Animal rights activists—and kitty lovers everywhere—are expressing their outrage at the Gastronomical Festival of the Cat, also known as the Massacre of the Moggies, in the town of Canete, Peru, south of Lima. Held in honor of Saint Ifigenia, a Christian saint, the festival entails the consumption of hundreds of cats bred exclusively for the occasion.
To put this into some perspective, in some sectors of Peruvian culture, cat meat is thought to cure and prevent bronchial disease as well as act as an aphrodisiac. Go figure. Far be it from me to promote cultural relativism carte blanche, but I admit to having my doubts whether there wouldn’t be a market for selling first-born children in this country if it was thought to enhance our love lives. Everyone across this great big world of ours, absolutely irrespective of country or culture, wants to be healthy, and yes, good in bed. What gets you there is where the difference lies—not to mention what kind of animal rests on your plate versus on your lap.
Which brings me to my own recent personal experience. I visited Peru a little more than a month ago and noticed, among other things, a distinct dissonance with American culture in relation to pets. Yes, Peruvians have dogs as pets; you see them everywhere, mostly because they’re running around willy nilly, unleashed, free as birds, through narrow winding streets and, yes, frenetic traffic as well. There’s an element of trust (and perhaps carelessness) at work here that I haven’t seen in the U.S., trust in the dog to come home when he’s had enough fun, and trust in the wider community to look after him. At the same time as Sparky is prowling the streets quite independently, there’s not a llama or alpaca (and there are many) in sight without a closely guarded leash more than 5 inches from a protective human. From what I could see, the llama and alpaca are at the very top of the pet hierarchy. And yet, like guinea pigs, who also commonly serve as pets, they double as dinner for special occasions and appear on most restaurant menus.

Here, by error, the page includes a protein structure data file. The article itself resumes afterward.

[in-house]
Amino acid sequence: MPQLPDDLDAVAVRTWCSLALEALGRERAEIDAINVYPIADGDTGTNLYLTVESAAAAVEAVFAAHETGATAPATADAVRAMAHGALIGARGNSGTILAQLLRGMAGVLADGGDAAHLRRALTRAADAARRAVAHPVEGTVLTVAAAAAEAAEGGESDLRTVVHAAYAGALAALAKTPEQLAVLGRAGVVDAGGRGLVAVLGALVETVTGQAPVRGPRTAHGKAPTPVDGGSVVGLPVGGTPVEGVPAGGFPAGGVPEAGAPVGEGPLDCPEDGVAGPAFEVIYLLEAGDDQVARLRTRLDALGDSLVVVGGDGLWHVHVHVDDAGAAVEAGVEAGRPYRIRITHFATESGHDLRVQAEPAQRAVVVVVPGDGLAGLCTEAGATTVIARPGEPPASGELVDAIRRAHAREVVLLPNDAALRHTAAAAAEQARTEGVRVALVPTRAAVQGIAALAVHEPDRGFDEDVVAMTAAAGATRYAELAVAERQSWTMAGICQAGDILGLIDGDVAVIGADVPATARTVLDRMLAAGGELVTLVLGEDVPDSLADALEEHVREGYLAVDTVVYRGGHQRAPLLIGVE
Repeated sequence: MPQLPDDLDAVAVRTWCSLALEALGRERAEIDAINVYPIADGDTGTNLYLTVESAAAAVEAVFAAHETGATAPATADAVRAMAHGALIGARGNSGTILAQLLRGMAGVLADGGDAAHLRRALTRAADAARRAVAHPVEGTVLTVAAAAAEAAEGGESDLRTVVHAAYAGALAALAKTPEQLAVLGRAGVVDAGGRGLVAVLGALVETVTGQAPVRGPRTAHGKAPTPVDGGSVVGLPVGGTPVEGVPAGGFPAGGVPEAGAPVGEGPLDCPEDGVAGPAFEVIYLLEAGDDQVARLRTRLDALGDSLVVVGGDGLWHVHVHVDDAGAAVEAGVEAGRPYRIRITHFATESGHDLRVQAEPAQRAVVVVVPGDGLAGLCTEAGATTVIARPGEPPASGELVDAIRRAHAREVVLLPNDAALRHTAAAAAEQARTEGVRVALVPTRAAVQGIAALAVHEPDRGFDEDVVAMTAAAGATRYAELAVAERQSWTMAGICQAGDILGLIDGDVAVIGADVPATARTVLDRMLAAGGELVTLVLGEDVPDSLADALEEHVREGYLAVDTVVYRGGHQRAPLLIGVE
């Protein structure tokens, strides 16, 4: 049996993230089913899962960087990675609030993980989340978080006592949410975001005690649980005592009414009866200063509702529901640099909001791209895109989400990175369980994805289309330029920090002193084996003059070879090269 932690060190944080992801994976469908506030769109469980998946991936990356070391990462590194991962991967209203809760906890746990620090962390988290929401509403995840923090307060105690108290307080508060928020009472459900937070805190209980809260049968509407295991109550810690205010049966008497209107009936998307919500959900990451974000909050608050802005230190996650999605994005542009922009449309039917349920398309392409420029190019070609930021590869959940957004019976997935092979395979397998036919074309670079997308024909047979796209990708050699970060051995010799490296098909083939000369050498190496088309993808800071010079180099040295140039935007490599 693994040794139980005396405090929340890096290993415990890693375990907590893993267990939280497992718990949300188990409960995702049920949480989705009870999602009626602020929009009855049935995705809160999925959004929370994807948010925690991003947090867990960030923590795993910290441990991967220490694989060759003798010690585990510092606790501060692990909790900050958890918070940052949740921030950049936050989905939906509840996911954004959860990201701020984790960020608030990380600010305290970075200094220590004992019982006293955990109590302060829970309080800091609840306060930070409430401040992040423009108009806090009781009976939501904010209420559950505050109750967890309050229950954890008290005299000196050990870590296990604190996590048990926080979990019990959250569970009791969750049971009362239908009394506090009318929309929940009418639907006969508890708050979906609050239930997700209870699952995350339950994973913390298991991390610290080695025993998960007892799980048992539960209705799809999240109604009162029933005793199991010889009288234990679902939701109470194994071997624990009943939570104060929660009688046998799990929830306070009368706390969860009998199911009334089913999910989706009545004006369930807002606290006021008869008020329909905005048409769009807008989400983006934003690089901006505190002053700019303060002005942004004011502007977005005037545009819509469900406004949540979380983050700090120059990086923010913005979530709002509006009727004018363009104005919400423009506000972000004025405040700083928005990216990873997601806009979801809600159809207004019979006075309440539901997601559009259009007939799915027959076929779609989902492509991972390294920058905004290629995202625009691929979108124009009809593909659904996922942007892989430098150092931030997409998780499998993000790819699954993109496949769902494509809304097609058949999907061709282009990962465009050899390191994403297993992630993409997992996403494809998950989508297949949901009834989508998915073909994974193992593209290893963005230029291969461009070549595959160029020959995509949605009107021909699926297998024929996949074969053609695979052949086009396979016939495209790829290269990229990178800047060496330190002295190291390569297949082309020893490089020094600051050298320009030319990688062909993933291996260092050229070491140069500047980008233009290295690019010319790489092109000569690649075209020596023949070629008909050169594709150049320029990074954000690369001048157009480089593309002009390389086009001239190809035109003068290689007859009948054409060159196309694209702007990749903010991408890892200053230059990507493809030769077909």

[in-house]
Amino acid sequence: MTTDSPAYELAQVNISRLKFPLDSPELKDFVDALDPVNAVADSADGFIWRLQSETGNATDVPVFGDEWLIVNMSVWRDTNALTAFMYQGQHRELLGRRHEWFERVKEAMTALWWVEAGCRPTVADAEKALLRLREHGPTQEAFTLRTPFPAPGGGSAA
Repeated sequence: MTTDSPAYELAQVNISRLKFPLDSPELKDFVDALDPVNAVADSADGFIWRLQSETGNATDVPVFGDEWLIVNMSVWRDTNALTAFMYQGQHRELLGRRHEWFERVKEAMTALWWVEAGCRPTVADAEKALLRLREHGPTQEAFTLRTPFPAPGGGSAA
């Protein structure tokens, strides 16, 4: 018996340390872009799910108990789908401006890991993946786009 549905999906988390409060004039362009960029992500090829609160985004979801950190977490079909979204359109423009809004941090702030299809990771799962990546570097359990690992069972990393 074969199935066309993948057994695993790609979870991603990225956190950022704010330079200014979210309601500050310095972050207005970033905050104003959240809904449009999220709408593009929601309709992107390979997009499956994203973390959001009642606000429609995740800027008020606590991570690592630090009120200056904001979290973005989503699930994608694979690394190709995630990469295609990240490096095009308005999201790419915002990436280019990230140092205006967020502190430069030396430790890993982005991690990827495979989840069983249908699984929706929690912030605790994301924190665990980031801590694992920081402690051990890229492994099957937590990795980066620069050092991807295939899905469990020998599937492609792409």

Peruvians, it seems to me, are more comfortable than we are with the duality of animals’ roles in society as both pets and lunchmeat. We’re more conflicted, though perhaps understandably so. It’s Fifi to come home to, but nameless, pristinely packaged crab or cow for dinner.
However culturally sensitive I strive to be, I am an American, and consequently do believe in debate. So I think our discomfort with eating cats is probably healthy and that the debate it sparks is equally so. Let’s just not assume that Peruvians don’t love their animals as much as we do. I saw firsthand that there’s more than enough love, even while there’s less of almost everything else than I have the privilege—and responsibility—of seeing here.